The final day of IC2S2 kicked off with SAGE Ocean's Katie Metzler introducing the Ethics in Computational Social Science Panel, featuring Dr. Jake Metcalf, Dr. Laura Noren and Dr. Michelle Meyer.
In a year of high-profile media coverage of how our data has been used in unsettling ways, and an increasing body of research suggesting that all this technology might not be making us happier - now is perhaps the ideal time for the computational social science community to come together and discuss these issues. In some ways, 2018 feels like a breakthrough year for computational social science – as David Lazer said following Cambridge Analytica “suddenly everyone knows what computational social science is… but unfortunately they think it broke the world.”
The panel discussed how, though all researchers need to, and do think about ethics, the questions computational social scientists face seem thornier. Most big data used in social research has not been generated by researchers specifically for research purposes and so the usual steps undertaken when collecting data from human participants – such as a formal ethical review, gaining informed consent and de-identification of data may not have taken place, or may be very challenging to do.
In addition to continuing debates about what constitutes private versus public spaces online, questions arise as to the role of informed consent when possible future uses of the data we produce now through our networked digital lives are hard to predict and control. The data we produce are often used in ways that weren’t anticipated when the data were generated or collected and often become valuable only when linked with other data sources, leading to challenges - technical and ethical - around the de-identification and anonymisation of data.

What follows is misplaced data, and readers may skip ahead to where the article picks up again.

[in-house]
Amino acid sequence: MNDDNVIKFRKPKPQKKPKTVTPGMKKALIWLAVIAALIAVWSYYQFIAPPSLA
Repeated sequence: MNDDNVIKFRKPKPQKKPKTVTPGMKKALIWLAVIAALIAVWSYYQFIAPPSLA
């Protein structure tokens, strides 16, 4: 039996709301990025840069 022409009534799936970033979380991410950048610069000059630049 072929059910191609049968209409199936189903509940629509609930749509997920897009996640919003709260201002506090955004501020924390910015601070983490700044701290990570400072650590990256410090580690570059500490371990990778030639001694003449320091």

A number of ethical questions related to data access and who holds the data we produce were highlighted. If only companies, and the social scientists working within these companies, have access to really large social and transactional datasets, where does that leave the broader scholarly community? And how do we ensure that the algorithms companies are using to turn our data into profit are fair, accountable and transparent?
How Cascades Grow
The final keynote of the conference was delivered by Lada Adamic, who discussed how different types of networks cascade in different ways.
Her talk featured the evolution and growth of cascades on Facebook, with examples falling into four different categories or protocols: persistent copy, transient copy, nomination and volunteer.
During her talk, Lada highlighted evidence of the behavior of different diffusion protocols - whilst some protocols maximize reach, others maximize engagement, but all reach the same average reproduction number. She also highlighted how the social cost and individual effort and tie strength also played a role in differing diffusion patterns.
It was a fantastic few days, bringing together a diverse range of people from across academia, industry and government. We heard and learnt from some of the world's leading Computational Social Scientists and gained insight into a range of different inter-disciplinary research projects. You can check out some of the highlights from Twitter here.Huge thanks to the organizers for putting on such a great event.
It has been announced that IC2S2 2019 will be held in Amsterdam, NL - we hope to see you there next year!